Nilpotent group

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In mathematics, more specifically in the field of group theory, a nilpotent group is a group that is "almost abelian". This idea is motivated by the fact that nilpotent groups are solvable, and for finite nilpotent groups, two elements having relatively prime orders must commute. It is also true that finite nilpotent groups are supersolvable.

Nilpotent groups arise in Galois theory, as well as in the classification of groups. They also appear prominently in the classification of Lie groups.

Analogous terms are used for Lie algebras (using the Lie bracket) including nilpotent, lower central series, and upper central series.



The following are equivalent definitions for a nilpotent group:

  • A nilpotent group is one that has a central series of finite length.
  • A nilpotent group is one whose lower central series terminates in the trivial subgroup after finitely many steps.
  • A nilpotent group is one whose upper central series terminates in the whole group after finitely many steps.

For a nilpotent group, the smallest n such that G has a central series of length n is called the nilpotency class of G and G is said to be nilpotent of class n. Equivalently, the nilpotency class of G equals the length of the lower central series or upper central series (the minimum n such that the nth term is the trivial subgroup, respectively whole group). If a group has nilpotency class at most m, then it is sometimes called a nil-m group.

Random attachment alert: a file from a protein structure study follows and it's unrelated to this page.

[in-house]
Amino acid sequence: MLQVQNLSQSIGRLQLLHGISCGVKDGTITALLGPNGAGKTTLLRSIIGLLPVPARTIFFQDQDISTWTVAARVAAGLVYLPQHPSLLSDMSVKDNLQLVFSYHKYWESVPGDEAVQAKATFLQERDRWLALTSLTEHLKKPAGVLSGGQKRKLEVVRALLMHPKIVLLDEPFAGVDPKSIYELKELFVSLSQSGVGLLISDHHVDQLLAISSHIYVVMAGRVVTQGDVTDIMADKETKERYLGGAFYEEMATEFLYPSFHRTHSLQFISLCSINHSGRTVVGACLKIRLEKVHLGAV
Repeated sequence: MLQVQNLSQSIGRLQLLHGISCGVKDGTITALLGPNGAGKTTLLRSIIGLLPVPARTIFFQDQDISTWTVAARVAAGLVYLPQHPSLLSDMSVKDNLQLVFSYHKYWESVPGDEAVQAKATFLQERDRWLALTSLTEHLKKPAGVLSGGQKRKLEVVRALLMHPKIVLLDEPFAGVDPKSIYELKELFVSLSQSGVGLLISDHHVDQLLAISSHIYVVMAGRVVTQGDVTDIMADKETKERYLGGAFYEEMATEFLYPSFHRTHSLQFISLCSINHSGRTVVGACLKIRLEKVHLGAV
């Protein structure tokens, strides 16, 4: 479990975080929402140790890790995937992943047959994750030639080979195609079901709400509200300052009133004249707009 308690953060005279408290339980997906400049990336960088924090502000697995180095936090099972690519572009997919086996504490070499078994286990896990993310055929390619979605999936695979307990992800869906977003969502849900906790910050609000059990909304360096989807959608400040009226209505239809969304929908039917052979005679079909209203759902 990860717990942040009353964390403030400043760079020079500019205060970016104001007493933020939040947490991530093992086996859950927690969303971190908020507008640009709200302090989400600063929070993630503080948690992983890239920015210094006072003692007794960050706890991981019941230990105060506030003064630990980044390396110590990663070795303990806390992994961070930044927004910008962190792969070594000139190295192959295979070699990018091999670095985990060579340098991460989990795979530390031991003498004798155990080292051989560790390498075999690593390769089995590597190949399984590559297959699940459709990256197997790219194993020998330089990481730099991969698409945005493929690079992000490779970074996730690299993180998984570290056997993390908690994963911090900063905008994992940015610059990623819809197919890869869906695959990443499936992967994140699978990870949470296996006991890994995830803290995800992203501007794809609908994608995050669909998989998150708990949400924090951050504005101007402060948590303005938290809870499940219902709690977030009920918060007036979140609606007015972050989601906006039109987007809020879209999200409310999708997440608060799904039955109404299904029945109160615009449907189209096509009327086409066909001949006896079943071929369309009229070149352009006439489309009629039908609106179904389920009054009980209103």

The trivial group is the unique[citation needed] group of nilpotency class 0, and groups of nilpotency class 1 are exactly non-trivial abelian groups.[1][2]


  • As noted above, every abelian group is nilpotent.[1][3]
  • For a small non-abelian example, consider the quaternion group Q8, which is a smallest non-abelian p-group. It has center {1, −1} of order 2, and its upper central series is {1}, {1, −1}, Q8; so it is nilpotent of class 2.
  • All finite p-groups are in fact nilpotent (proof). The maximal class of a group of order pn is n-1. The 2-groups of maximal class are the generalised quaternion groups, the dihedral groups, and the semidihedral groups.
  • The direct product of two nilpotent groups is nilpotent.[4]
  • Conversely, every finite nilpotent group is the direct product of p-groups.[5]
  • The Heisenberg group is an example of non-abelian[6], infinite nilpotent group[7].

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